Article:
Steamboat Springs surveying employees about diversity, equity, inclusion |

Steamboat Springs surveying employees about diversity, equity, inclusion

STEAMBOAT SPRINGS — Nearly five months after Steamboat Springs City Council unanimously voted to spend $30,000 to hire a diversity, equity and inclusion expert to audit the city and develop strategies on how to diversify its staff, a survey has been sent to all employees asking them to rank their happiness level with diversity in the city.

The survey is anonymous and asks employees to use a numerical system to rank how they feel they’re being treated by supervisors and colleagues, as well as their overall perceptions of diversity and inclusion in the city.

“We just really want to make sure we respect diversity here and that we have an inclusive environment that is open to feedback where our employees feel like they have a voice and have a seat at the table,” said Wendy Kuhlman, human resources and risk manager for the city. “This is a big topic nationwide, and we wanted to sort of be on the forefront of it.”

Council included the cost of the audit, which is being conducted by Maria Velasco, founder and CEO of Boulder-based Beyond Inclusion Group, in its 2020 budget, but due to budget cuts made when COVID-19 hit, the city made the decision to push the process to 2021. While the audit was planned before the police killing of George Floyd, council members said the national conversations around diversity sparked by Floyd’s death brought the topic of diversity to the forefront of their minds.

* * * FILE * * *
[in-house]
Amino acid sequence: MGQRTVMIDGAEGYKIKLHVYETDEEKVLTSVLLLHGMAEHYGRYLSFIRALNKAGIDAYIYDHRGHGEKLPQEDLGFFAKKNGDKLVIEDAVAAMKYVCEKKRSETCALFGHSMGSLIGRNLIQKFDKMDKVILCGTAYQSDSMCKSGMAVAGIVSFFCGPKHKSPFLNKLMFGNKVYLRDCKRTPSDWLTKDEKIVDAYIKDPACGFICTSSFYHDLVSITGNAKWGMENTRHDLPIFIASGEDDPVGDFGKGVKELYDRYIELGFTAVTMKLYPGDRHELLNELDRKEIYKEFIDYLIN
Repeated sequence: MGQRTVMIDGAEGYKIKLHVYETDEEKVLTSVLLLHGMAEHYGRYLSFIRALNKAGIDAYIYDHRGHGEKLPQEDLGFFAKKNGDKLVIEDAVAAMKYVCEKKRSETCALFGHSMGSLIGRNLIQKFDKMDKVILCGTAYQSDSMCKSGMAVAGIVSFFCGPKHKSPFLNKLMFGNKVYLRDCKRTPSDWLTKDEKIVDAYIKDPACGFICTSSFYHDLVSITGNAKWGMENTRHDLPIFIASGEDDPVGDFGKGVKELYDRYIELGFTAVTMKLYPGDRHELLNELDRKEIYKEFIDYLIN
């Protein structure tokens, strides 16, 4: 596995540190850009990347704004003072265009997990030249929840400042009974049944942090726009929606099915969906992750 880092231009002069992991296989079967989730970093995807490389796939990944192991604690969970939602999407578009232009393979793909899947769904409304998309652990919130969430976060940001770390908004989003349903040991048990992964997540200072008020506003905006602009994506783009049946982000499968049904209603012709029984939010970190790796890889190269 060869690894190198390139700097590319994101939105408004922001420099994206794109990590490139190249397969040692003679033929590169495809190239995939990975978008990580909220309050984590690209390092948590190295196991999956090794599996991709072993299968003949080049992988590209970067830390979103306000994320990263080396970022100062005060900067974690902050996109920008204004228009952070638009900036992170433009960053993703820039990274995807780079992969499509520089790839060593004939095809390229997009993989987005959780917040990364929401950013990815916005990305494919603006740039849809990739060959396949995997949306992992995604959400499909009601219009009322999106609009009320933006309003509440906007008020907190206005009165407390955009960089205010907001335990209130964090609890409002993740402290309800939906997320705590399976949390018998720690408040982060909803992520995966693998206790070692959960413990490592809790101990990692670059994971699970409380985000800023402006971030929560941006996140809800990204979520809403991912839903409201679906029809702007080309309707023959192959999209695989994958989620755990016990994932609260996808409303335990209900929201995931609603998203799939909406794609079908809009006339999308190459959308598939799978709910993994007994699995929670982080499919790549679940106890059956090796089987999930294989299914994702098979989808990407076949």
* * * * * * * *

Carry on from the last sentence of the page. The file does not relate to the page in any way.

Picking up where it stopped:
“We know that a lot went on last summer that inspired other organizations to start looking into (diversity, equity and inclusion) work,” said council member Lisel Petis, who co-chaired the initiative. “I’m very happy that all seven of us have realized it’s a priority.”

The survey was sent two weeks ago, and city employees have another week to complete it. Once the survey is closed, Velasco will compile the results and help the city develop a plan to address weaknesses in its diversity efforts.

“This is not an initiative,” City Manager Gary Suiter said. “This is an organizational transformation.”

Suiter said the city also hopes to work with schools and children in town to address racism from a young age.

“This intervention needs to happen with children,” he said. “Discrimination, bias and bigotry are taught; you aren’t born with them.”

Council member Sonja Macys, who is co-chairing the initiative with Petis, said they should work on themselves first and figure out how they can work toward building a more inclusive city even before the survey results are released.

“Having grown up in the deep south, I saw far more racism than anyone ever should,” Macys said. “I wanted to see if we could pull something off to make an ongoing effort to have a transformation for the city.”

As for specific measures the city can implement, Petis and Macys said they’ve discussed implicit bias trainings, translators in meetings to make it easier for Spanish-speaking residents to share their concerns with council and tools for council members to intervene in harmful situations.

“This is a process,” Petis said. “This is only a beginning. This is not going to fix us. These are just initial ideas that we thought we could do pretty quickly and then work with the consultant to implement.”

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